With only two nights of half decent weather (plus one severe thunderstorm with 50+ mph winds!), I returned home to see a forecast of two clear nights the night after I was home. So of course... after one day at home, I went back (it's about a two hour drive) for a couple more nights with the intent of doing some more of those training videos, using real data and situations. This did not go as planned either... I really hate the weather this year! I'd swear you could hear the tell-tale sound of beep beep beep those big trucks make when they backup, as the front stalled past us, then reversed and rolled right back over my location. I should probably think about getting into radio astronomy....
Meanwhile what's the status of code? TheSkyX on Ubuntu is almost ready, and the Raspberry Pi project is also almost almost ready. There are a couple of things that have delayed things from my initial estimates.
- We are upgrading our frameworks from Qt 4 to Qt 5. This is not trivial... PixInsight did this just recently in fact. This brings a lot of advantages, one of which is better support for Retina displays on Mac, and other high resolution displays. It also brings a lot of regressions (it breaks other things). Since we are making such big changes, it's also a good time to make some other underlying changes we've been putting off.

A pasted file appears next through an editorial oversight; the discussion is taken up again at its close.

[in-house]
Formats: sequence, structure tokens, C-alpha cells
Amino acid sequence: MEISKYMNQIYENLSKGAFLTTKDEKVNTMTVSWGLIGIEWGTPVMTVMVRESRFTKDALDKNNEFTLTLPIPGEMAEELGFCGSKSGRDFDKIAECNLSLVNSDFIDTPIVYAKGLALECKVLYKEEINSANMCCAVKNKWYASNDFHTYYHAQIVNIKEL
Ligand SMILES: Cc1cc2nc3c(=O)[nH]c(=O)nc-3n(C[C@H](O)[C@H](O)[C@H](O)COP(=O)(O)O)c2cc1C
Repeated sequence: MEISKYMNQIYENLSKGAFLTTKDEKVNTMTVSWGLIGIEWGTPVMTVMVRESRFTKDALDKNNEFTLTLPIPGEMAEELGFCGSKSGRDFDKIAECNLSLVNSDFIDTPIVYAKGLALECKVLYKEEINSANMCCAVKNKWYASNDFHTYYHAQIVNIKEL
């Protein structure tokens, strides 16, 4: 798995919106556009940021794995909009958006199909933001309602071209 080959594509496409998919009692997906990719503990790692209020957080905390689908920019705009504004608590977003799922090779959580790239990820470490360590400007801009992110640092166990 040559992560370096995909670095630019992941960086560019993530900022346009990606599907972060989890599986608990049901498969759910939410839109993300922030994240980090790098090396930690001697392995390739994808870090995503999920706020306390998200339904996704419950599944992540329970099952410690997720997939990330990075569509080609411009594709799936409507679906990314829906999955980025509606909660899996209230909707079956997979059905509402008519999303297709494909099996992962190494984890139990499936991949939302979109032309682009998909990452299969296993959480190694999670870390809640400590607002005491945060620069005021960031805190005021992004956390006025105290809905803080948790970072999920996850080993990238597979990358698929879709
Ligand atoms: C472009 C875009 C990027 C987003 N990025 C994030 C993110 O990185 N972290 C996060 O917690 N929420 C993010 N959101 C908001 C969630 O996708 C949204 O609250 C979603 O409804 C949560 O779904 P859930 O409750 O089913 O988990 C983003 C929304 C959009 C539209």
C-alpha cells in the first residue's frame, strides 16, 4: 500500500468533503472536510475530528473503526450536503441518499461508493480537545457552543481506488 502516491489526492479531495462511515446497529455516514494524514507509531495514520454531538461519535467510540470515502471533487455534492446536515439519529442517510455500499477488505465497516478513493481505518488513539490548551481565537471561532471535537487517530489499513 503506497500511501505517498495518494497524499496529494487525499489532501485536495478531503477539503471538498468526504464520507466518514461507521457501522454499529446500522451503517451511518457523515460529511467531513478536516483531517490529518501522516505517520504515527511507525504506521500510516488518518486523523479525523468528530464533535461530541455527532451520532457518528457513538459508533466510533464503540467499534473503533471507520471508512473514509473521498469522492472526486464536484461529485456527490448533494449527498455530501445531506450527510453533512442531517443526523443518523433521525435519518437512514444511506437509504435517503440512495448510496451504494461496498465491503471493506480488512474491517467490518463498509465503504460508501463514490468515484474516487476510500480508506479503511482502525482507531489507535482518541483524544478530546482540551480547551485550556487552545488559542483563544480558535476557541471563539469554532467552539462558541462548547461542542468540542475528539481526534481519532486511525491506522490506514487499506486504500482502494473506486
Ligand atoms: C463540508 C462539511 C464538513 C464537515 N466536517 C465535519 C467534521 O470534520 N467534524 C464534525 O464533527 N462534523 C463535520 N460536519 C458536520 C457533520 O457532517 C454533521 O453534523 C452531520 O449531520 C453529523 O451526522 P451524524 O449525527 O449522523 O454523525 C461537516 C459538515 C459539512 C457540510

- This Qt 4 to 5 migration was a little tricky on Ubuntu. I'm at the point now where I have to figure out how to install this on other people's machines and get all the binaries, etc. in the right place. Tedious and time consuming, but not a big technical hurdle. I've been imaging on Linux for well over a year now so this is ready as soon as I can get it packaged up.
- The Qt 4 to 5 migration on the Pi was another trick. Qt 5 is not available as pre-built binaries on the Pi yet, and I had to build it myself, and trick it into not using the full screen OpenGL options. We have completely broken with Qt 4, so there's no going back, and I simply have to get Qt 5 working with TheSkyX on the Pi if we are going to keep it as current as the other desktop editions. I just made a breakthrough on this last week, so I'm confident I'll be showing this off at the WSP in a couple of weeks.
- Finally, there is device support. I was content with what we had, but Steve insisted we needed to get SBIG support in. You might think I'm blaming Steve for being late... but um... see above ;-) I'm only telling you this because our continuing commitment to work with SBIG comes right from the top here. SBIG has been very helpful, and this part is stalled at the moment because of my own delays from the above, not from any lack of support on their part.
In short, Linux and Raspberry Pi are almost there, usable by the developers, but still in need of cleaning up before we can distribute them cleanly. Added to the previously specified devices to be supported are SBIG cameras, and OPTEC/Starlight Instruments focusers (thanks to some assistance from Starlight Instruments and Optec last week as well).
Windows, Mac, Linux, embedded, and mobile. Software Bisque is going to be everywhere that matters. Soon.
01-22-2016 6:53 AM